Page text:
Huis ten Bosch (Hausu Ten Bosu) is a theme park near Nagasaki, Japan that is apparently more than three times the size of Tokyo Disneyland and still bigger than Tokyo Disneyland and DisneySea combined. Its theme is The Netherlands – all of it – and many of the famous buildings of the Netherlands have 1:1 replicas.
The Dutch-themed attraction park will be launching a floating capsule that can accommodate two or three people, with its the floor designed as an accommodation cabin and the second floor as an observation dome. The service is due to start this summer. The company plans to have a ship tow the hotel between the theme park and a nearby island.
And yes, it’s giving me a strong James Bond vibe, if you remember the final scene of The Spy Who Loved Me and the floating rescue pod that just happens to have Dom Pérignon 1952 champagne on ice.
(Link and photo: english.kyodonews.net)
Tags: hotel, japan
Dick Büchel, a 95-year-old man from Waalre, Noord-Brabant has received the equivalent of 8800 euro in damages from the Japanese government for surviving the atom bomb that hit Nagasaki on August 9, 1945.
He served in the Royal Netherlands East Indies Army on the island of Java where was taken prisoner by the Japanese, and the bomb exploded just 1700 metres from his prisoner of war camp.
Interestingly enough, Büchel believes in the use of weapons of mass destruction by the Americans, claiming that the bomb saved him. Some Koreans in the Netherlands were also given compensation, although everyone had to file a law suit in Japan to get it.
Tags: bomb, japan, Nagasaki, Noord-Brabant, Waalre
Michael Palin once said (as quoted by Spike Japan): “There is something almost transcendentally surreal about seeing a woman dressed in a large white bonnet, dirndl, black stockings and clogs riding a bicycle and at the same time playing ‘Bohemian Rhapsody’ on a trombone.”
Huis ten Bosch (Hausu Ten Bosu) is a theme park near Nagasaki “more than three times the size of Tokyo Disneyland and still bigger than Tokyo Disneyland and DisneySea combined”. Its theme is The Netherlands – all of it. Many of the famous buildings of the Netherlands have 1:1 replicas there that function as hotels and betting houses.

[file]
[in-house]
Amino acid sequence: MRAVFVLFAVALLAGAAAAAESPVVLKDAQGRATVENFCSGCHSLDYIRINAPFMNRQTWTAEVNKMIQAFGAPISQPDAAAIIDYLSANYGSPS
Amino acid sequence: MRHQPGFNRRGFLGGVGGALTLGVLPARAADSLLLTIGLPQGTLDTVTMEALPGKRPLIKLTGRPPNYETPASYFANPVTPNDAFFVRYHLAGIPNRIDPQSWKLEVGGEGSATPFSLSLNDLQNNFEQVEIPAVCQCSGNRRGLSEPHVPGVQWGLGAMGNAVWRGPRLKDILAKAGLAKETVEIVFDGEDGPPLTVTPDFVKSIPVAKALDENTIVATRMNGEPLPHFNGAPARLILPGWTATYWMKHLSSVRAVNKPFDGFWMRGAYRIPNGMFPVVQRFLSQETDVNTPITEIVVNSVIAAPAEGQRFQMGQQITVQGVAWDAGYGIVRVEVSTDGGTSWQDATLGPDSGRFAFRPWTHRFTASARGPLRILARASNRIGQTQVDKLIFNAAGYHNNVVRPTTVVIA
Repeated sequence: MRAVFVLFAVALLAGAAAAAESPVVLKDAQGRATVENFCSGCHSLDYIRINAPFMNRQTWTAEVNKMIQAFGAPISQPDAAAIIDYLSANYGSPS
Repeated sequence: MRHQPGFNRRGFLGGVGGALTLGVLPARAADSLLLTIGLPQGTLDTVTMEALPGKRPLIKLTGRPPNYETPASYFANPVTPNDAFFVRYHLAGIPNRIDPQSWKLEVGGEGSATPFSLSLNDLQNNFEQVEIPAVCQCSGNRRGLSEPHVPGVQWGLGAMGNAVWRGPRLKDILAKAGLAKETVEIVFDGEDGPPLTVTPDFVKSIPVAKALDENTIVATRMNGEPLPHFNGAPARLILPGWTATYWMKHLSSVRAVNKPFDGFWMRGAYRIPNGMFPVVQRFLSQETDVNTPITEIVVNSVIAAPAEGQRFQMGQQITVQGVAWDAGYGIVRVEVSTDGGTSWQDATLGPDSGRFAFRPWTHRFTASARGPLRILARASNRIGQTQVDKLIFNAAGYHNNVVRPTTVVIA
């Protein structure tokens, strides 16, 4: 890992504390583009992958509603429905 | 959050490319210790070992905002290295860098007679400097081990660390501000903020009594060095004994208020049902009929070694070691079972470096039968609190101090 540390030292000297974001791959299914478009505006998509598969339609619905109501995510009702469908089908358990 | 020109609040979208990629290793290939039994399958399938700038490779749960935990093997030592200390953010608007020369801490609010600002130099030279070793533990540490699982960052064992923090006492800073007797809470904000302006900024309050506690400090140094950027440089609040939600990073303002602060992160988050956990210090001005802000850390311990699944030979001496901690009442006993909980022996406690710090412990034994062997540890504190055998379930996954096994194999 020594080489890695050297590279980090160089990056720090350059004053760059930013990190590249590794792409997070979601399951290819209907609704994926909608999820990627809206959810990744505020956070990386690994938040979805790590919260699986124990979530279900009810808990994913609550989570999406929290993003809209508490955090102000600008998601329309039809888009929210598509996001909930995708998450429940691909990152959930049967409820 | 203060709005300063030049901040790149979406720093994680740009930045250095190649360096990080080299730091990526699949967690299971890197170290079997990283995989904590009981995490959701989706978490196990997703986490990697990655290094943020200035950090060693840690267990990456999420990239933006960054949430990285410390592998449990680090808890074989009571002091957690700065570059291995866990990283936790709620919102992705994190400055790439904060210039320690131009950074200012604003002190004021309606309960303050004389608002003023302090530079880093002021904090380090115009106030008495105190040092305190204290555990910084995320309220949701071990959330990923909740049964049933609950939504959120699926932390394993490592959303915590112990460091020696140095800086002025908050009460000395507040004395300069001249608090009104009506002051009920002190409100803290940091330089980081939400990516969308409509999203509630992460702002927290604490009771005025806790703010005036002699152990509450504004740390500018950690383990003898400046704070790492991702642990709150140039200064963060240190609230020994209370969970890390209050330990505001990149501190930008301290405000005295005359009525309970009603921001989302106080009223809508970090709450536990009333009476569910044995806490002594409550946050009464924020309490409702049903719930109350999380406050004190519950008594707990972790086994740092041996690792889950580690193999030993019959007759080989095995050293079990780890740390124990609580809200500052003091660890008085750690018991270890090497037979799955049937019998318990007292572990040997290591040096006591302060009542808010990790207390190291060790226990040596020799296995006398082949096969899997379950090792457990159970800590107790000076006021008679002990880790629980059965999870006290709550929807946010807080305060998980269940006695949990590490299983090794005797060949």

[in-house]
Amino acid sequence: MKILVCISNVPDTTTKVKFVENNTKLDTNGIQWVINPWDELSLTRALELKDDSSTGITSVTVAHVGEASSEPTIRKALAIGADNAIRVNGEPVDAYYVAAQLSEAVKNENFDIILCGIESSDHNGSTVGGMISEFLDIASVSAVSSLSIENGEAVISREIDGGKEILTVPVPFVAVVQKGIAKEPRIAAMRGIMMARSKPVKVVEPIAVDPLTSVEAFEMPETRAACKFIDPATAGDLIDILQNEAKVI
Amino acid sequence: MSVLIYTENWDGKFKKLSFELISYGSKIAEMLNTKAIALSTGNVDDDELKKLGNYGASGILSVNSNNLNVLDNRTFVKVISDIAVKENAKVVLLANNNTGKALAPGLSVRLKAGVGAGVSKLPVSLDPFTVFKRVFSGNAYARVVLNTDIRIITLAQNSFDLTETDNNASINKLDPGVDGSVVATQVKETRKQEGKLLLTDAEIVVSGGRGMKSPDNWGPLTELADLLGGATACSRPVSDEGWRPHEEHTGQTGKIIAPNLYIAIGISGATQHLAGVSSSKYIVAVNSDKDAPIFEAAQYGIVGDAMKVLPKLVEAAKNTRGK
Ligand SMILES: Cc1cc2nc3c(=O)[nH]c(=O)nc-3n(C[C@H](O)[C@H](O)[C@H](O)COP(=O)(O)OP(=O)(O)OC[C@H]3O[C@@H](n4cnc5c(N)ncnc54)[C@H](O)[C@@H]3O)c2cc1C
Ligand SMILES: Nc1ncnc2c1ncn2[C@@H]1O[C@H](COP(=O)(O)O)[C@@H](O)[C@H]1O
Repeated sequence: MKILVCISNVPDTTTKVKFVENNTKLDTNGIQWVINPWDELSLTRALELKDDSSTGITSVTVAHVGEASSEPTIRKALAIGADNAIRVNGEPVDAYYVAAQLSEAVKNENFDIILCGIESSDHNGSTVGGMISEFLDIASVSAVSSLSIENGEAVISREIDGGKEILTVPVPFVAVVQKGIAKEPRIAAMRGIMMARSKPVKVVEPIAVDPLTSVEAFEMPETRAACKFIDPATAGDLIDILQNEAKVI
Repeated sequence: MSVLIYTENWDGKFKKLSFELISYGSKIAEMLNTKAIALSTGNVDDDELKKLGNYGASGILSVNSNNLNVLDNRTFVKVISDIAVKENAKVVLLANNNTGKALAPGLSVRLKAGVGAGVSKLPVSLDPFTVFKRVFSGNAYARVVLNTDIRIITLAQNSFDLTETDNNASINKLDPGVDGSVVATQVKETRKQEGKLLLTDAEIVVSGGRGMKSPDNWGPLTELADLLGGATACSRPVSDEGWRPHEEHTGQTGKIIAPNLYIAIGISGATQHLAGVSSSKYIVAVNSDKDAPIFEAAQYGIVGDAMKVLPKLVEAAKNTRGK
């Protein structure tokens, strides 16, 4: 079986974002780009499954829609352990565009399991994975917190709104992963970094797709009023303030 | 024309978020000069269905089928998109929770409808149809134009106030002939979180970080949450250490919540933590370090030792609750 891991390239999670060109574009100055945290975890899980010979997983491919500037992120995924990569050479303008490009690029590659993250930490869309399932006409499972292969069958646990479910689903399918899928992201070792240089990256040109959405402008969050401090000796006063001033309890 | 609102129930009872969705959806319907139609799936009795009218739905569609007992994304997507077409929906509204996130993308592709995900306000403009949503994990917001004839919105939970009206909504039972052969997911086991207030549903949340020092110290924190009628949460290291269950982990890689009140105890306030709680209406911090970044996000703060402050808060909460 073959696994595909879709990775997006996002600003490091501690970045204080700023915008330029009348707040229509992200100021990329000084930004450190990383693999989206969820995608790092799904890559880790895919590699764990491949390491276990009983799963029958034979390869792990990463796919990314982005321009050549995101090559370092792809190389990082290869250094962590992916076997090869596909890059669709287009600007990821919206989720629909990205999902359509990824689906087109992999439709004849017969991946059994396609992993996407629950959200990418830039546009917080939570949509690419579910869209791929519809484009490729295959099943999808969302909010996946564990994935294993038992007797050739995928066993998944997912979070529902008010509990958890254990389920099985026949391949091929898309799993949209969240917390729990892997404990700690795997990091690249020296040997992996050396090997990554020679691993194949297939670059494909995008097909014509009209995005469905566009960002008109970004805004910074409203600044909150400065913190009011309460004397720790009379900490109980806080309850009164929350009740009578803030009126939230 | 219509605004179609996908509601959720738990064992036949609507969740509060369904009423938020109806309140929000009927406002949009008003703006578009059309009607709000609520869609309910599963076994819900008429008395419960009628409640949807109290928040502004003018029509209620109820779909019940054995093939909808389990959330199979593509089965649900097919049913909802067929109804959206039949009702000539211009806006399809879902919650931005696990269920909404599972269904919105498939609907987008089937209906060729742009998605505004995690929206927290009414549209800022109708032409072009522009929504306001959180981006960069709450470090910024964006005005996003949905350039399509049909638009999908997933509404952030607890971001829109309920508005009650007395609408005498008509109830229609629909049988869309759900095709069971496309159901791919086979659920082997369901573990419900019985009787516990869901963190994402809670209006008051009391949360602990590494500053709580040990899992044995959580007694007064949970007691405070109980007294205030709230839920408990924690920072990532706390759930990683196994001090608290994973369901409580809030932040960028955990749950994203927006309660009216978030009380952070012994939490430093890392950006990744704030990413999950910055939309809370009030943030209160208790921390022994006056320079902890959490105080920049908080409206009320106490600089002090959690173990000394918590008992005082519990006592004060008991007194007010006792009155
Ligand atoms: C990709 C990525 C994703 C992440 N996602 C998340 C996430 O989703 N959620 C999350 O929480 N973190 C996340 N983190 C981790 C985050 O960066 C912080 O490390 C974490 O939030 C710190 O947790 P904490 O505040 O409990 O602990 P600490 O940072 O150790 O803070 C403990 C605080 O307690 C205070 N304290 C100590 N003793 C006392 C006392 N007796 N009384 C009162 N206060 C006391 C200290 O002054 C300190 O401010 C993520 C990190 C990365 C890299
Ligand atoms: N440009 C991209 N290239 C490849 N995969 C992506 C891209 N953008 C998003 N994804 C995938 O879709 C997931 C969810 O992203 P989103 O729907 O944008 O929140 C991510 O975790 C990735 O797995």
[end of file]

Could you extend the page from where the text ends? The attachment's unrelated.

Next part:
The park was built during an economic boom and consequently opened during a crisis. It has struggled ever since. Spike Japan visited it in 2010 and wrote an engaging, meandering and well illustrated three part ‘long read’ that will keep you entertained for an hour or so.
Softened by the passage of time and the accumulation of research, Huis ten Bosch is now in retrospect my most beloved example of a favorite kind of place, one like Seagaia that clings tenaciously by its fingertips to the cliff of life, against all odds. Of one thing we can be certain, though: until Huis ten Bosch, the greatest artifact by far of those crazy eighties years, finally fails or flourishes, the boil of the Bubble will not have been lanced from the body of Japan for good.
Part 1, Part 2, Part 3.
(Link: Metafilter/MartinWisse; photo by Veroyama, some rights reserved)
Tags: Huis ten Bosch, japan, Spike Japan
Rotterdam-based artist Florentijn Hofman, him of the huge rubber duckies and city square hugging plush toys, received a letter the other day:
Hello! I’m Zozi, your fan in Japan. When the Rubber Ducks appeared at Onomichi, I was so amazed at them. I like the Rubber Duck that you’ve designed, so I made this movie.
It is a nice video. Please watch it past the first minute and a half, to see the videographer bend reality.
(Illustration: screenshot of the video. Video: Youtube / zozi009.)
Tags: ducks, Florentijn Hofman, japan
The oldest example of Western architecture in Matsue, on the West coast of Japan, is the Dutch Mansion. The Made in Matsue blog explains (pictures after the link):
This building known once as the “oranda-yashiki”(ã€Œã‚ªãƒ©ãƒ³ãƒ€å±‹æ•·ã€), or Dutch Residence/Mansion, is said to be the first example of western architecture here in the Sanin Region when construction was completed in 1871 (4th year of Meiji).
Originally built to serve as a temple school, ‘Omachi School’ (è‹§ç”ºå¦æ ¡), it is quite extraordinary that it has remained intact in its original form to this day, as buildings of this style have almost all been reconstructed on or after 100 years since construction.
It is not clear from the article whether this building was actually based on Dutch architecture, I am guessing that ‘Dutch’ in this case may have been shorthand for ‘European’.